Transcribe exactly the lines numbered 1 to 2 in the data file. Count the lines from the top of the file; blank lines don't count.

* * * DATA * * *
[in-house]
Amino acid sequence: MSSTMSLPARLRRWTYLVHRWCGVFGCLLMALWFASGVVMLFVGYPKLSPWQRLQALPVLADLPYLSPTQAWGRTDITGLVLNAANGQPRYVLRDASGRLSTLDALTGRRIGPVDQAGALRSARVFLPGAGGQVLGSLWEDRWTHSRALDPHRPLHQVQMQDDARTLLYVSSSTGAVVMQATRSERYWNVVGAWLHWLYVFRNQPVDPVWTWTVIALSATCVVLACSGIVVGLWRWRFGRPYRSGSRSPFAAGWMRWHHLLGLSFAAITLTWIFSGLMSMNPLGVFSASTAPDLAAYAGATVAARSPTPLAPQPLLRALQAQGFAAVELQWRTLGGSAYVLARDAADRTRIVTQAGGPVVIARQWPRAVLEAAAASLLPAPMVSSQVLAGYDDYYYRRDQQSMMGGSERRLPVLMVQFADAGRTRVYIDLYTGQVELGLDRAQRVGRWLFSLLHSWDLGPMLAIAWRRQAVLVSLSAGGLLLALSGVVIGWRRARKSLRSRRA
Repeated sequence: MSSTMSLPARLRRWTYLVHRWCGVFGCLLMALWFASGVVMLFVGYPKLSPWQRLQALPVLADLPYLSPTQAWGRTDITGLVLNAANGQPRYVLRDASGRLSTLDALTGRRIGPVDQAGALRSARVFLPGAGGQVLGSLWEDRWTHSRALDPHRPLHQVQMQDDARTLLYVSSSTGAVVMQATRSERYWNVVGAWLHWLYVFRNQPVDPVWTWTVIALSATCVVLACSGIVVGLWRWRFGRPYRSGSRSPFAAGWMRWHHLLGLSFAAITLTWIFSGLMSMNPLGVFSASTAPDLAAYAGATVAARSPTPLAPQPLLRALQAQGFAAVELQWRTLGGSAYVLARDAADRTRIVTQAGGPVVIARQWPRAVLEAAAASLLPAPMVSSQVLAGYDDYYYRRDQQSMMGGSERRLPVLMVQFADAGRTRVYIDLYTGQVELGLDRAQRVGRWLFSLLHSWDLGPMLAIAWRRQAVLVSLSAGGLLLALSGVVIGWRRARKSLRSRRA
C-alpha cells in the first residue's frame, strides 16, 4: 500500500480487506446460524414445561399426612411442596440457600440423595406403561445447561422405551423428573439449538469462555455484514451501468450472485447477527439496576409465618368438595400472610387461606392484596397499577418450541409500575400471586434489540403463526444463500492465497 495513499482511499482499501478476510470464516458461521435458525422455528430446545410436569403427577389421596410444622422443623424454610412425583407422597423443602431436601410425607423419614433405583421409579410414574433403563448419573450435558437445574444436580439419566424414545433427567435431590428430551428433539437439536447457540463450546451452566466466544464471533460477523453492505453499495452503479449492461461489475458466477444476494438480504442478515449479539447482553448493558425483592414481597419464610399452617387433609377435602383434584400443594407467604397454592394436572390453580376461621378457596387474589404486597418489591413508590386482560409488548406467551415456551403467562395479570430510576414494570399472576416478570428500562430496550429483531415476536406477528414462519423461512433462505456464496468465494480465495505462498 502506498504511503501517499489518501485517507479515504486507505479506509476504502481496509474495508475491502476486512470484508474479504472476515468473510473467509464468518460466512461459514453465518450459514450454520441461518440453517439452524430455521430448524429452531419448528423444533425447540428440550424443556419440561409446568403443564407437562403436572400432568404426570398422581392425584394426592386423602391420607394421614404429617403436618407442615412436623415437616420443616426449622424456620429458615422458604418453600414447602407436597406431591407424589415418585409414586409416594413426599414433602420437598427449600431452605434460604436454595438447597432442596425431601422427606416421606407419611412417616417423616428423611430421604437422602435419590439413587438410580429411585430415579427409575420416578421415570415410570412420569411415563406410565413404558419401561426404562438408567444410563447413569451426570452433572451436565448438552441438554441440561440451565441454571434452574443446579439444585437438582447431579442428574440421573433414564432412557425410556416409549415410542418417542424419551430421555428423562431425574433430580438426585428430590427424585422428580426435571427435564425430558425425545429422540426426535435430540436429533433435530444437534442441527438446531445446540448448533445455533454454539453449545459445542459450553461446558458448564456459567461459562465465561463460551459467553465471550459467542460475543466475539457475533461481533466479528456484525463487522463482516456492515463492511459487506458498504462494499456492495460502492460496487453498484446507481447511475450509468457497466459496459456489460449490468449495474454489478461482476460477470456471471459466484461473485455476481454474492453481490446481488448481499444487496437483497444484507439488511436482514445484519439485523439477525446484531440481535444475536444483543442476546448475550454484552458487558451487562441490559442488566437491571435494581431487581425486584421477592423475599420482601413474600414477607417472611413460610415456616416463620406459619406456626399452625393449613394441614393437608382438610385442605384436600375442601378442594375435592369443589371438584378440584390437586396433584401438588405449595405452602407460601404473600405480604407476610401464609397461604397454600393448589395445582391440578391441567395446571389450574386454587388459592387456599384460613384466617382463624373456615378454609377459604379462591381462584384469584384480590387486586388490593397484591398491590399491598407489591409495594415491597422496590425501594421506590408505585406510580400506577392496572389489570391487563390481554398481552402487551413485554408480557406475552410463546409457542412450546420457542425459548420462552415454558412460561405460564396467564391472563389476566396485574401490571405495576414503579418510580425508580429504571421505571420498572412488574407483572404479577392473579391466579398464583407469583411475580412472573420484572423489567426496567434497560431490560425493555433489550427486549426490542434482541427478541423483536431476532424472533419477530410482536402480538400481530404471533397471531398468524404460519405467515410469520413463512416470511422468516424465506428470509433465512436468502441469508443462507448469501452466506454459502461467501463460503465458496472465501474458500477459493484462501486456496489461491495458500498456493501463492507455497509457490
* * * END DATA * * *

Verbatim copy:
[in-house]
Amino acid sequence: MSSTMSLPARLRRWTYLVHRWCGVFGCLLMALWFASGVVMLFVGYPKLSPWQRLQALPVLADLPYLSPTQAWGRTDITGLVLNAANGQPRYVLRDASGRLSTLDALTGRRIGPVDQAGALRSARVFLPGAGGQVLGSLWEDRWTHSRALDPHRPLHQVQMQDDARTLLYVSSSTGAVVMQATRSERYWNVVGAWLHWLYVFRNQPVDPVWTWTVIALSATCVVLACSGIVVGLWRWRFGRPYRSGSRSPFAAGWMRWHHLLGLSFAAITLTWIFSGLMSMNPLGVFSASTAPDLAAYAGATVAARSPTPLAPQPLLRALQAQGFAAVELQWRTLGGSAYVLARDAADRTRIVTQAGGPVVIARQWPRAVLEAAAASLLPAPMVSSQVLAGYDDYYYRRDQQSMMGGSERRLPVLMVQFADAGRTRVYIDLYTGQVELGLDRAQRVGRWLFSLLHSWDLGPMLAIAWRRQAVLVSLSAGGLLLALSGVVIGWRRARKSLRSRRA